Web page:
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March 31st, 2017, 12:17 PM   #1
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Volume paradox -- Banach–Tarski

Can one construct two identical balls from a third, without topological manipulation or deformation, using only decompositions into finite sets and reassemblage?

"The reassembly process involves only moving the pieces around and rotating them, without changing their shape. However, the pieces themselves are not "solids" in the usual sense, but infinite scatterings of points. The reconstruction can work with as few as five pieces."

https://en.wikipedia.org/wiki/Banach...Tarski_paradox
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March 31st, 2017, 01:52 PM   #2
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Yes, it's a standard result. Did you have a specific question about it?

The reason it works is that at least one of the pieces must be non-measurable, meaning that there's no way to sensibly assign it a volume. So our intuition that rigid motions preserve volume fails for non-measurable sets.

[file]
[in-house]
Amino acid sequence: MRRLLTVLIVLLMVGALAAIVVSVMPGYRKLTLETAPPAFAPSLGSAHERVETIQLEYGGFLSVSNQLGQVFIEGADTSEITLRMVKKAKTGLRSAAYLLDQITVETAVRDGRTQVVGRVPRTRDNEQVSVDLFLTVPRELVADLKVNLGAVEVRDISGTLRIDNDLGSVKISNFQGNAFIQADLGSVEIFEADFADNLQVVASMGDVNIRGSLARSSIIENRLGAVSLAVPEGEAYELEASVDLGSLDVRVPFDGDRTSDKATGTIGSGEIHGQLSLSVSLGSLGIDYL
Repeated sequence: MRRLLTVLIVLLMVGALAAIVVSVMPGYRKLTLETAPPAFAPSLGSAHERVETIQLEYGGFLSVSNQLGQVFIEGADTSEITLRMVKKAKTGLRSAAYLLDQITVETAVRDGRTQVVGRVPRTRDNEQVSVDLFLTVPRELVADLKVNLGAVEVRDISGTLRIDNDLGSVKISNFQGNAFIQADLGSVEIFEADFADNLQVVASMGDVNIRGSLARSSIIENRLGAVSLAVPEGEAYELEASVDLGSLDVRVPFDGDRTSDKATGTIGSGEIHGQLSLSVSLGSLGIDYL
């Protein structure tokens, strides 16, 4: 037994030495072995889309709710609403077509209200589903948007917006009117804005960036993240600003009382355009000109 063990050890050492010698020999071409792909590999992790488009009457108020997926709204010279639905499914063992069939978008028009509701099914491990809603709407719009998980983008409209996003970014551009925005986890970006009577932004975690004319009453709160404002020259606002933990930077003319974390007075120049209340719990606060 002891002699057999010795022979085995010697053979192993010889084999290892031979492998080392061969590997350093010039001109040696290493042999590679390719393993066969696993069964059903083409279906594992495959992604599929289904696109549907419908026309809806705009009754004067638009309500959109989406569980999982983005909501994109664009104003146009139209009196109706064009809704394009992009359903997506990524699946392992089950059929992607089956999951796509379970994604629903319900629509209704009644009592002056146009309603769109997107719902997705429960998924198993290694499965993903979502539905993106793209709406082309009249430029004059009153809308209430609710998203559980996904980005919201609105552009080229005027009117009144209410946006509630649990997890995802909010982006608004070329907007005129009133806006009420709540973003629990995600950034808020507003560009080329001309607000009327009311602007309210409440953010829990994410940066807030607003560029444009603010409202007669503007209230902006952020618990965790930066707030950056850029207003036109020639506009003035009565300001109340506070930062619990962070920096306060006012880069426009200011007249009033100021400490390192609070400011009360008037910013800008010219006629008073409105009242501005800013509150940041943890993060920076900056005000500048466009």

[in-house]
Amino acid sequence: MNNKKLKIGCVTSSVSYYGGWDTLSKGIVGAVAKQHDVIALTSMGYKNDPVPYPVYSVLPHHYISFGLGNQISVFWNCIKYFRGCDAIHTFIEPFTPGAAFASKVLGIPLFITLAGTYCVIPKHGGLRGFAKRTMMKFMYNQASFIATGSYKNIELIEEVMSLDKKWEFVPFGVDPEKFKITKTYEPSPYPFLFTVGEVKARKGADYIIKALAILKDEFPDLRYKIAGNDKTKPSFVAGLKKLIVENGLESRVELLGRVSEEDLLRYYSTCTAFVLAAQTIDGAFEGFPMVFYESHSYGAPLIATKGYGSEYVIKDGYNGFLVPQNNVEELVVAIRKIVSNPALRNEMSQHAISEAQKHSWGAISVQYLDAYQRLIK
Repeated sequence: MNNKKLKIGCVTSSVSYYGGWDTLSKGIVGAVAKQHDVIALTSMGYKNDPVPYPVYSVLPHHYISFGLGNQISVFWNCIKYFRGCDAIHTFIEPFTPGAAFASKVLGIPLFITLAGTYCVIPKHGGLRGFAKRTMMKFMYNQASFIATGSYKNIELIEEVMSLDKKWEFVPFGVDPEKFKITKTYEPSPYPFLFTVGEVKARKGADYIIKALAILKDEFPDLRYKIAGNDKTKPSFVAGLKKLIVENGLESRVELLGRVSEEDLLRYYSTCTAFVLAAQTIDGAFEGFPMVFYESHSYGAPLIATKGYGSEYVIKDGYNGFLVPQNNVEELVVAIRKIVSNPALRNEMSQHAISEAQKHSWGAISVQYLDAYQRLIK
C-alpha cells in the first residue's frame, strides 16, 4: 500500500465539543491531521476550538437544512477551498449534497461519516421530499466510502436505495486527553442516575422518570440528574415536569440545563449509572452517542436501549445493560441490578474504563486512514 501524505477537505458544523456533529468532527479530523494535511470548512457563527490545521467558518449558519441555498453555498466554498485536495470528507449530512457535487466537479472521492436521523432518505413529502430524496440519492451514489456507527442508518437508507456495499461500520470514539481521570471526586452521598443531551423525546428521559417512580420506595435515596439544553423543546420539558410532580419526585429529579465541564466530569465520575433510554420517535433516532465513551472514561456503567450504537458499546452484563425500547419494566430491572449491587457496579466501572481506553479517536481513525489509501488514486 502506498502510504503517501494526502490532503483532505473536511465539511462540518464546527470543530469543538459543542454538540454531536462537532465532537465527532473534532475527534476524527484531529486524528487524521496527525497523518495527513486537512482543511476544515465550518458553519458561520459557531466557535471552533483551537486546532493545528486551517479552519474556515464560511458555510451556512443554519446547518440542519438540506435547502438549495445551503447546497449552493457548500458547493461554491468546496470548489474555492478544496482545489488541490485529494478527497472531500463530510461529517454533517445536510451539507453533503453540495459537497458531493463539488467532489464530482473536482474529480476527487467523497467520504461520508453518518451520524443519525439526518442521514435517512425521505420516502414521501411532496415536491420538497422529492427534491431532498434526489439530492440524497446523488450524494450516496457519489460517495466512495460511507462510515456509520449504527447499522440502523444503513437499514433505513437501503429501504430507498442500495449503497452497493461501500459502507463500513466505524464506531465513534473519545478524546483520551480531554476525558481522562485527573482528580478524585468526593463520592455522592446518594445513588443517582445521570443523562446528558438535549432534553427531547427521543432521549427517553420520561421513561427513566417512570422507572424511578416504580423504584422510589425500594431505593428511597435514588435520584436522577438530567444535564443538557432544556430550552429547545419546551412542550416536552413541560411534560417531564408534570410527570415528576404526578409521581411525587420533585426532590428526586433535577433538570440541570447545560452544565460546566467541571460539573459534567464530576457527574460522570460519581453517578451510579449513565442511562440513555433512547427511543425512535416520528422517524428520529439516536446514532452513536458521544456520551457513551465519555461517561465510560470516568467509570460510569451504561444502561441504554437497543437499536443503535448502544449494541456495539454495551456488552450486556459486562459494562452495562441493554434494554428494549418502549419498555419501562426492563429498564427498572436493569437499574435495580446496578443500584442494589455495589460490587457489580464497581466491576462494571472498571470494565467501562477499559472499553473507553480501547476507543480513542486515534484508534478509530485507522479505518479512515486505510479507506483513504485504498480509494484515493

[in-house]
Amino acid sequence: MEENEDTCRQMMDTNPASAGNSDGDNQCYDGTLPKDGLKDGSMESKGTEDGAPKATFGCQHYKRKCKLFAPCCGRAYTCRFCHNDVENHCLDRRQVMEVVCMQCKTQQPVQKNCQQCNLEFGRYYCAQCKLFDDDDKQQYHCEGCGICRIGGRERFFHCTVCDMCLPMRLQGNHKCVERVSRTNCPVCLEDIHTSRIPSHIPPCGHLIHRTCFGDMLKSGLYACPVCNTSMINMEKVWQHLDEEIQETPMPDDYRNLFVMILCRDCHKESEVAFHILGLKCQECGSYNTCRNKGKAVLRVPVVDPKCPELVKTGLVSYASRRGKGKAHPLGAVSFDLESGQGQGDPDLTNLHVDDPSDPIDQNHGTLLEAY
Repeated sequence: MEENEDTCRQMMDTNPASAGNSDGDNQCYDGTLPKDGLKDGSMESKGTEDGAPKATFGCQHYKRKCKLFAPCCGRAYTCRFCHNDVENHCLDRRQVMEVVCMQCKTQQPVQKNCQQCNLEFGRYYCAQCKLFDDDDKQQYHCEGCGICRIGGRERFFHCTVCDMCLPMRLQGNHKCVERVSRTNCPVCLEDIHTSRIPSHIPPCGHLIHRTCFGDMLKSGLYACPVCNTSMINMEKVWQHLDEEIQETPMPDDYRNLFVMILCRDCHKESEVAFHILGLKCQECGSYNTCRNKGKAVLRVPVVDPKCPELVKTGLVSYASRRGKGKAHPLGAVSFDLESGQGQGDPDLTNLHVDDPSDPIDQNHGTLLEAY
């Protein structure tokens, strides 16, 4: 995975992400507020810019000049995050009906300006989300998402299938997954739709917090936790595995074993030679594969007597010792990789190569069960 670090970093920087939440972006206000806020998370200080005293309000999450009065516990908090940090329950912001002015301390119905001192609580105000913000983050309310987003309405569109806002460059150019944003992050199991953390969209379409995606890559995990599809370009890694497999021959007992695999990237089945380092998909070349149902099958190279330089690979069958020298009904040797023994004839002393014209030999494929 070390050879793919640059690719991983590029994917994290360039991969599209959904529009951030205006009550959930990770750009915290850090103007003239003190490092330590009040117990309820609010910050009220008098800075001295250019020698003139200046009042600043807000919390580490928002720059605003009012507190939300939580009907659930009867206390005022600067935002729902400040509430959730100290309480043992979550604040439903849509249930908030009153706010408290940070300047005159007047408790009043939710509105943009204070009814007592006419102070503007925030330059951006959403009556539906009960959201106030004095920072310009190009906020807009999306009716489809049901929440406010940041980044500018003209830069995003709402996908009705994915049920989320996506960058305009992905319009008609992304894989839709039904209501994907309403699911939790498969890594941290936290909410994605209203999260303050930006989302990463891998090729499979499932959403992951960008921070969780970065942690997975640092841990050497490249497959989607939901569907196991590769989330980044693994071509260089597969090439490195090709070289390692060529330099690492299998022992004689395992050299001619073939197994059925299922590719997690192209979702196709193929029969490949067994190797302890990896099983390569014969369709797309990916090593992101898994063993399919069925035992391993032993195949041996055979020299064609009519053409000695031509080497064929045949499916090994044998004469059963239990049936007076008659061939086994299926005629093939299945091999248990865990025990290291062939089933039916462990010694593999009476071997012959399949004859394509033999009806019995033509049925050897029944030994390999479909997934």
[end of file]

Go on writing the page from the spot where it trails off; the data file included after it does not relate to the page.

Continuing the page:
The proof isn't actually that difficult. The only tricky part is showing that you can find two independent rotations in 3-space. Once you do that, the group of rigid motions of 3-space contains a copy of the free group on two generators and you're done. I can drill down the jargon if you're interested. If I recall, the Wiki page you linked actually has the proof.
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Last edited by Maschke; March 31st, 2017 at 01:54 PM.
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March 31st, 2017, 10:56 PM   #3
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Do you know where I can find a visualization of the (symmetry?) process, or is there none by nature of the proof?

Do the infinite scatterings have volume, or is "3-volume" not fundamental here?

Is the non-measurability like uncertainty in physics, or due to the infinitesimal scatterings?

Are the two independent rotations either antiparallel or orthogonal?

What is meant by "the free group on two generators" in 3-space?